Contractors in South Florida have to deal with year-round heat and the consequences it brings to outdoor construction workers. Most err on the side of caution and implement protocols to keep their employees hydrated and free of heat-related complications.
But if some civic groups get their way, the Occupational Safety and Health Administration (OSHA) may implement heat protection standards for workers. Spearheaded by Public Citizen, a nonprofit, there are over 130 additional organizations that signed petitions to establish these standards.
The groups want the following requirements:
- Access to shade
- Heat exposure monitoring
- Personal protective equipment provided, e.g., cooling vests
- Mandatory heat breaks of 15-45 minutes at specific temperature thresholds
- Worker training that’s led by instructors
- Medical monitoring for workers exposed to specific high temperatures
- Records of all workers who died or were injured from the heat
- Heat acclimatization plans
- Written heat alert programs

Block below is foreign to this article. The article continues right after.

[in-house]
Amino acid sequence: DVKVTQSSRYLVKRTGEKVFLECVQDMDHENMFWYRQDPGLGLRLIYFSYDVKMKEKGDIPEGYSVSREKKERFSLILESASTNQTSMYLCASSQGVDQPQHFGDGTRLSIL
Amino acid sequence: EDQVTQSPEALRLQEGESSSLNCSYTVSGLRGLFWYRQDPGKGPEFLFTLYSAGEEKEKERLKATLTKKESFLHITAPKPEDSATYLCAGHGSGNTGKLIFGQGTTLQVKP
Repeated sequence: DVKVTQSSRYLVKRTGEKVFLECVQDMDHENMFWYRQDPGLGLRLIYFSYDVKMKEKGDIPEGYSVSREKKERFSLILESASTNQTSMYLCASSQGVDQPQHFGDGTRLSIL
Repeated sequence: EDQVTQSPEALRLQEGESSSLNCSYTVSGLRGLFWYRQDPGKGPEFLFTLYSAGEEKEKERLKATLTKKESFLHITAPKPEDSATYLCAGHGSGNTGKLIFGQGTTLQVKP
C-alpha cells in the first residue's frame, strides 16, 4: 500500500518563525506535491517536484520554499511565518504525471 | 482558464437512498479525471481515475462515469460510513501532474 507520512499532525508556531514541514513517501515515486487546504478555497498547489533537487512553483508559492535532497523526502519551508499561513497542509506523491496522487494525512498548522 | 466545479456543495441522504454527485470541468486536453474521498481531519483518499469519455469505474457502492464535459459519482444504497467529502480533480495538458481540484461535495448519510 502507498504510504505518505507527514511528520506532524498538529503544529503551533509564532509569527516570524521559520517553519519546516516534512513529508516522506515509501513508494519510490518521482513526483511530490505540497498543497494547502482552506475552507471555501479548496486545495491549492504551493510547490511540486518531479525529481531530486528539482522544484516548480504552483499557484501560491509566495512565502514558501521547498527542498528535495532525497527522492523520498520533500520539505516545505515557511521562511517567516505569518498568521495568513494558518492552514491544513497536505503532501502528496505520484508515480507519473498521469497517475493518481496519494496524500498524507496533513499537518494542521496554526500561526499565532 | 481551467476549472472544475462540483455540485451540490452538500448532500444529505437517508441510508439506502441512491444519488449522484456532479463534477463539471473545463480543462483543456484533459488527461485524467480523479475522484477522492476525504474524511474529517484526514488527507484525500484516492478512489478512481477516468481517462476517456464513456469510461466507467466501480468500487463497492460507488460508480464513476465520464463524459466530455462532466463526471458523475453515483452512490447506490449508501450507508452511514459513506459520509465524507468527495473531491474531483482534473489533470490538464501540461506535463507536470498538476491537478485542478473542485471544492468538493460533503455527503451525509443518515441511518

- Access to water and electrolytes
- Signs warning about heat stress dangers
- Whistleblower protections for workers who report companies violating the heat standard
According to the Bureau of Labor Statistics, in the 24 years between 1992 and 2016, there were 783 on-the-job, heat-related deaths of workers. An additional 69,000 suffered heat-related injuries.
It’s not known whether this push for a heat standard will be put in place or not. It’s the agency’s policy to allow individuals and organizations to petition for changes to the rules. Petitions are then reviewed and evaluated by OSHA, often with input from National Institute for Occupational Safety and Health (NIOSH) advisory panels and/or the Small Business Administration (SBA).
Since the implementation of these measures would potentially have major financial and legal implications for South Florida contractors, it’s prudent to stay abreast of the status of the petition.